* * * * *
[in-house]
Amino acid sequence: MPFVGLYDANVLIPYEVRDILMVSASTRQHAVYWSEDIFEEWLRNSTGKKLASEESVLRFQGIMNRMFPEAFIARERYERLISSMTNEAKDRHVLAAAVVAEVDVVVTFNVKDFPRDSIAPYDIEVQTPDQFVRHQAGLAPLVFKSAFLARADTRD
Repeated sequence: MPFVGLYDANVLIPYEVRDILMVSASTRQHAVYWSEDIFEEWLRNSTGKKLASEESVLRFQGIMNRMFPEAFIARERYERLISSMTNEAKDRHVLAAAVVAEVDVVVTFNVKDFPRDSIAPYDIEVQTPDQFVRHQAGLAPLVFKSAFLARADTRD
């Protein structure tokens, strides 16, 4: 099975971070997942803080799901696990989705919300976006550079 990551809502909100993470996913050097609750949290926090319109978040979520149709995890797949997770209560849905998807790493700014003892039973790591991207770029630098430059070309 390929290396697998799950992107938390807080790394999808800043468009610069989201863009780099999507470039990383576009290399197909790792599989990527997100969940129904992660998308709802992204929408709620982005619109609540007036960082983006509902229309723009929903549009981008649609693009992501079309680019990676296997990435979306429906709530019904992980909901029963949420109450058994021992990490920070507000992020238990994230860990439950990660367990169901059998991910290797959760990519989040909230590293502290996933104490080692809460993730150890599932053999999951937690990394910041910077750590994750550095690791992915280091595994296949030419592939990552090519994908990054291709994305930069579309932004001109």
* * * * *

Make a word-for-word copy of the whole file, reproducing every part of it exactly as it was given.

[in-house]
Amino acid sequence: MPFVGLYDANVLIPYEVRDILMVSASTRQHAVYWSEDIFEEWLRNSTGKKLASEESVLRFQGIMNRMFPEAFIARERYERLISSMTNEAKDRHVLAAAVVAEVDVVVTFNVKDFPRDSIAPYDIEVQTPDQFVRHQAGLAPLVFKSAFLARADTRD
Repeated sequence: MPFVGLYDANVLIPYEVRDILMVSASTRQHAVYWSEDIFEEWLRNSTGKKLASEESVLRFQGIMNRMFPEAFIARERYERLISSMTNEAKDRHVLAAAVVAEVDVVVTFNVKDFPRDSIAPYDIEVQTPDQFVRHQAGLAPLVFKSAFLARADTRD
């Protein structure tokens, strides 16, 4: 099975971070997942803080799901696990989705919300976006550079 990551809502909100993470996913050097609750949290926090319109978040979520149709995890797949997770209560849905998807790493700014003892039973790591991207770029630098430059070309 390929290396697998799950992107938390807080790394999808800043468009610069989201863009780099999507470039990383576009290399197909790792599989990527997100969940129904992660998308709802992204929408709620982005619109609540007036960082983006509902229309723009929903549009981008649609693009992501079309680019990676296997990435979306429906709530019904992980909901029963949420109450058994021992990490920070507000992020238990994230860990439950990660367990169901059998991910290797959760990519989040909230590293502290996933104490080692809460993730150890599932053999999951937690990394910041910077750590994750550095690791992915280091595994296949030419592939990552090519994908990054291709994305930069579309932004001109």